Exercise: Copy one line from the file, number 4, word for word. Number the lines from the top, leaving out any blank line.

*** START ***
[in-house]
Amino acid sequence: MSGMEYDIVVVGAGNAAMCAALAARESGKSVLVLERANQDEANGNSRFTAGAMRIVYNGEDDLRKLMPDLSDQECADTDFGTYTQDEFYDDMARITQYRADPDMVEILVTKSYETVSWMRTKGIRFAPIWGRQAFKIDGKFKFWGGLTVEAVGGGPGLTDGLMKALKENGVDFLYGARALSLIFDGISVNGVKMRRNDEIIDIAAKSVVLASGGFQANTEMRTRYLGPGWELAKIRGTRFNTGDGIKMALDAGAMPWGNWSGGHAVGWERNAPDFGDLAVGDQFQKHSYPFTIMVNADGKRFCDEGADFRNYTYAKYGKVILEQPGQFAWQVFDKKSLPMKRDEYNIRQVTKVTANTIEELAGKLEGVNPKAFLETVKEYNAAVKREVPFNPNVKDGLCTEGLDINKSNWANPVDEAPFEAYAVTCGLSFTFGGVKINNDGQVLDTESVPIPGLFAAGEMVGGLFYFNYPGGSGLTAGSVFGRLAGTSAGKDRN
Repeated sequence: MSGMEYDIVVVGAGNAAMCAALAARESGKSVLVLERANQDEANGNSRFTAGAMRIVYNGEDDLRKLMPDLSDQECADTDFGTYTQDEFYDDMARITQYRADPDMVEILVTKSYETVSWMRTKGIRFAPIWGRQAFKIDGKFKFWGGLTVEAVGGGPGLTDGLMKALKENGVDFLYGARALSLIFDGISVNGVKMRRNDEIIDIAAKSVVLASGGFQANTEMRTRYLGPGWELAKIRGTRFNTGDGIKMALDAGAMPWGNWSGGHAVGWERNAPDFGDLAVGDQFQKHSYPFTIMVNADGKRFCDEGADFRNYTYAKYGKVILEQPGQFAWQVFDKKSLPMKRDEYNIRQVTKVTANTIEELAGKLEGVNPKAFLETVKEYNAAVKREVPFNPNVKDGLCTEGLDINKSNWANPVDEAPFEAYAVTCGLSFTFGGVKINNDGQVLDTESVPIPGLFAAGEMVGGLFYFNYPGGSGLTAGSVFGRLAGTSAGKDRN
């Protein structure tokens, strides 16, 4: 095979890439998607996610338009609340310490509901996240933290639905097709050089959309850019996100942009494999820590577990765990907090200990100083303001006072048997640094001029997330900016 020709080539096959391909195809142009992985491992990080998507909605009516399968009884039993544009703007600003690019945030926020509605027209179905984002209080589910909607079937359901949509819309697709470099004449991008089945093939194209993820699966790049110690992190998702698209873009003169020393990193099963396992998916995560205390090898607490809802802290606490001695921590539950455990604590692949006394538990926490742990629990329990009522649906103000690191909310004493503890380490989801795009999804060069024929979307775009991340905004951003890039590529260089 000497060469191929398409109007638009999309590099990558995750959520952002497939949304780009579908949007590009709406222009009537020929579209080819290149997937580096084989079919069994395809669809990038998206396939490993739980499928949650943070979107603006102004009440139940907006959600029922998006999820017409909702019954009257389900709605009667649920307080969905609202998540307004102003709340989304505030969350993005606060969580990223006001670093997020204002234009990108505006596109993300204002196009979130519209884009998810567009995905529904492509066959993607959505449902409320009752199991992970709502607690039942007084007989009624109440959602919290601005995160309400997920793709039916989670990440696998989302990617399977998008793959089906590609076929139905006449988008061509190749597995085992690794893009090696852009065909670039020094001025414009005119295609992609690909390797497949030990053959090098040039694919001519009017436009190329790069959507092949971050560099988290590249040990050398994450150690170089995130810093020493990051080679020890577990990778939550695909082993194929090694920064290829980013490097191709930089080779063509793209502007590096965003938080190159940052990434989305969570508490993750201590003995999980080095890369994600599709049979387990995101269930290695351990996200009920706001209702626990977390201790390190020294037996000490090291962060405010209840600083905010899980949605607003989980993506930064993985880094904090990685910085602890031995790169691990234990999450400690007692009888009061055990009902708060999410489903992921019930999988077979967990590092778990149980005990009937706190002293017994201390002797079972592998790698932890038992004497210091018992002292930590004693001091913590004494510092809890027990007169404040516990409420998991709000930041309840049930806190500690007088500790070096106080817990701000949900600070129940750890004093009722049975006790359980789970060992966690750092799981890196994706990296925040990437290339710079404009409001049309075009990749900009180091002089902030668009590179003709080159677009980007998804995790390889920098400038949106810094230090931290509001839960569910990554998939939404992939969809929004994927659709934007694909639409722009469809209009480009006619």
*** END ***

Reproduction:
């Protein structure tokens, strides 16, 4: 095979890439998607996610338009609340310490509901996240933290639905097709050089959309850019996100942009494999820590577990765990907090200990100083303001006072048997640094001029997330900016 020709080539096959391909195809142009992985491992990080998507909605009516399968009884039993544009703007600003690019945030926020509605027209179905984002209080589910909607079937359901949509819309697709470099004449991008089945093939194209993820699966790049110690992190998702698209873009003169020393990193099963396992998916995560205390090898607490809802802290606490001695921590539950455990604590692949006394538990926490742990629990329990009522649906103000690191909310004493503890380490989801795009999804060069024929979307775009991340905004951003890039590529260089 000497060469191929398409109007638009999309590099990558995750959520952002497939949304780009579908949007590009709406222009009537020929579209080819290149997937580096084989079919069994395809669809990038998206396939490993739980499928949650943070979107603006102004009440139940907006959600029922998006999820017409909702019954009257389900709605009667649920307080969905609202998540307004102003709340989304505030969350993005606060969580990223006001670093997020204002234009990108505006596109993300204002196009979130519209884009998810567009995905529904492509066959993607959505449902409320009752199991992970709502607690039942007084007989009624109440959602919290601005995160309400997920793709039916989670990440696998989302990617399977998008793959089906590609076929139905006449988008061509190749597995085992690794893009090696852009065909670039020094001025414009005119295609992609690909390797497949030990053959090098040039694919001519009017436009190329790069959507092949971050560099988290590249040990050398994450150690170089995130810093020493990051080679020890577990990778939550695909082993194929090694920064290829980013490097191709930089080779063509793209502007590096965003938080190159940052990434989305969570508490993750201590003995999980080095890369994600599709049979387990995101269930290695351990996200009920706001209702626990977390201790390190020294037996000490090291962060405010209840600083905010899980949605607003989980993506930064993985880094904090990685910085602890031995790169691990234990999450400690007692009888009061055990009902708060999410489903992921019930999988077979967990590092778990149980005990009937706190002293017994201390002797079972592998790698932890038992004497210091018992002292930590004693001091913590004494510092809890027990007169404040516990409420998991709000930041309840049930806190500690007088500790070096106080817990701000949900600070129940750890004093009722049975006790359980789970060992966690750092799981890196994706990296925040990437290339710079404009409001049309075009990749900009180091002089902030668009590179003709080159677009980007998804995790390889920098400038949106810094230090931290509001839960569910990554998939939404992939969809929004994927659709934007694909639409722009469809209009480009006619």